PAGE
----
Why Local Retailers Should Be Using Open Graph Markup
Last November, Chris Sherman highlighted the findings of Forrester research in his article, Forrester Rates The Top Large Search Marketing Agencies. As Chris noted, the Forrester report asked and answered this question: “What are the biggest search marketing challenges you expect to face in the next two years?” Today, I’m convinced the findings were not […]
Last November, Chris Sherman highlighted the findings of Forrester research in his article, Forrester Rates The Top Large Search Marketing Agencies. As Chris noted, the Forrester report asked and answered this question:
“What are the biggest search marketing challenges you expect to face in the next two years?”
Today, I’m convinced the findings were not only accurate, they are especially relevant for retailers. Below are the top three challenges the report uncovered:
- Integrating search marketing with other marketing
- Understanding new search engine developments
- Measuring how search impacts your business’ bottom line
First, let’s briefly review what’s happened in search over the past year or so.
Facebook Open Graph Search
On January 15, 2013, Facebook announced its Open Graph Search, and Danny wrote Up Close With Facebook Graph Search, introducing the search box and its initial capabilities.
Initially, I didn’t make the connection between search engine marketing, other retail marketing (couponing, loyalty programs, etc.), search engine developments/innovations and a retailer’s bottom line.
However, I’ve recently learned from Rio SEO that Facebook has been testing a few hidden, unknown features behind-the scenes. I’ll get into the details of these tests after a brief review of what led up to the situation we face in search today.
The New Meta Data That Matters
In June 2011, Google Webmaster Blog introduced Schema.org to create and support a common set of schemas for structured data markup on webpages.
In November 2011, Matt Cutts, referring to Rich Snippets (structured data), announced in Google’s Inside Search blog:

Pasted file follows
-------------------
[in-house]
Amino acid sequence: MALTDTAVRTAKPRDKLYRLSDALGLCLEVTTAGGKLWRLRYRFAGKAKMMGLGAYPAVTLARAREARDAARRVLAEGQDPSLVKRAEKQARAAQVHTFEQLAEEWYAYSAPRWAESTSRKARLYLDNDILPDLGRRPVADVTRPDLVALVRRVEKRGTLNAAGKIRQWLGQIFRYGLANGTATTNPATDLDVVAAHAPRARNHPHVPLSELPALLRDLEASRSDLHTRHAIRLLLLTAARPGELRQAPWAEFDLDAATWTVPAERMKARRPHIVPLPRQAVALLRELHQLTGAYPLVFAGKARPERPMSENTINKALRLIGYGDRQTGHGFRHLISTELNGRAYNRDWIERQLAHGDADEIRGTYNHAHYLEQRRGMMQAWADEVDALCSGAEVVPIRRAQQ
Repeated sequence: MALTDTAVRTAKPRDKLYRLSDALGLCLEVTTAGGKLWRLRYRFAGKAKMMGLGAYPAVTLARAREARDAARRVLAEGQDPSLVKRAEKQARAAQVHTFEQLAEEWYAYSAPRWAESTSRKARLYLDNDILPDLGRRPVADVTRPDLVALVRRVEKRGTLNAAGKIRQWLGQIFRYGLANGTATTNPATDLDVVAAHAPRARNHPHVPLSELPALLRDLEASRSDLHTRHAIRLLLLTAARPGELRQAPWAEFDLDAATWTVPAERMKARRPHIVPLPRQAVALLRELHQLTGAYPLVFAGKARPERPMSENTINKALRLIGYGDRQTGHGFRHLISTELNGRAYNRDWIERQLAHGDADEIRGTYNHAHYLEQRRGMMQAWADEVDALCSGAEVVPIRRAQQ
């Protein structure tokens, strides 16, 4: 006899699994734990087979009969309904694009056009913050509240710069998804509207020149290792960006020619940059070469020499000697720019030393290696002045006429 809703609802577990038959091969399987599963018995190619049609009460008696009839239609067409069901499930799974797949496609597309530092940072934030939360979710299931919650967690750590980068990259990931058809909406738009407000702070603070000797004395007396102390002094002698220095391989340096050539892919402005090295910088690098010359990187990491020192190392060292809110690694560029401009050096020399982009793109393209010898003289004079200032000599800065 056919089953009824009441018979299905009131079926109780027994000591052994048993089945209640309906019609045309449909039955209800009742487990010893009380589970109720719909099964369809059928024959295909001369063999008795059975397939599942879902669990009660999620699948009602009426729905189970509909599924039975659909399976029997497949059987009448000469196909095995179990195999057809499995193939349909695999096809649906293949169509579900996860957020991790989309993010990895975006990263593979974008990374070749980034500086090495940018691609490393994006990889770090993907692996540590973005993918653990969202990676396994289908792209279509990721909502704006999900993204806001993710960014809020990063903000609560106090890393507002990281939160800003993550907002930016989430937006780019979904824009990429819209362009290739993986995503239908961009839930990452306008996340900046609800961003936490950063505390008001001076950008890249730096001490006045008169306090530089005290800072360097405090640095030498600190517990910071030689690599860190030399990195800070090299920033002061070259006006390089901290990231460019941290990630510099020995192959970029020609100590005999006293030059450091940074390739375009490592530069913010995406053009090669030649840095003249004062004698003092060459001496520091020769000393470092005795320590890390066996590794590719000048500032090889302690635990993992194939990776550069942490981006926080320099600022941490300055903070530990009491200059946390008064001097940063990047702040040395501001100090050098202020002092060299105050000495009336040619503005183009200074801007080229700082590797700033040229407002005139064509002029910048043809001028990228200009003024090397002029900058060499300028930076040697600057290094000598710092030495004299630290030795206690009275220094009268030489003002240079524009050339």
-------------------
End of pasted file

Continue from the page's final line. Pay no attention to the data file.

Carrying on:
“This change helps us choose more relevant text to use in snippets. As we improve our understanding of webpage structure, we are now more likely to pick text from the actual page content, and less likely to use text that is part of a header or menu.”
In November 2011, Webnodes released a test showing “a 30% increase in organic search engine traffic to websites using microdata (structured markup) or similar technologies.” And, around the same time, Google announced its support for GoodRelations, which revealed “there is preliminary evidence that search results with respective extensions (structured markup) get a 30% higher click-through-rate (CTR).”
In October 2012, SMX East NYC established the first Semantic SEO Track in the Agenda.
Within its first year, Schema.org had quintupled in size, exposing a labyrinth of detailed structured markup for Events, Health, Organizations, Persons, Places, Products and Reviews. The organization of schemas, a set of ‘types,’ each associated with a set of properties, are arranged in a hierarchy that only the most experienced semantic strategists could begin to figure out and properly implement (IMHO).
To give you an idea of the level of detail provided, and required, to properly label and code a “Place,” here’s a small portion of a screenshot showing how a “Place” gets filtered-down by “type” to be labeled a “City Hall” vs. a “Church.”
Vocabularies Vs. Syntax
Then came the education curve. We all started learning the difference between vocabularies like Open Graph protocol and GoodRelations vs. syntax like RDFa and Schema.org (microdata). My good friend and colleague Barbara Starr enlightened me with the fact that “they’re all basically a type of semantic markup.”
Say no more; I’m calling it “semantic markup” from now on — if that’s okay with you! Remember, I’m a marketing guy who likes to drive growth in organic search traffic and revenue, not a semantic strategist. A lot of SEOs were not initially getting it right at the time, as there were a lot of unknowns; however, for those who stuck with it –payday is right around the corner.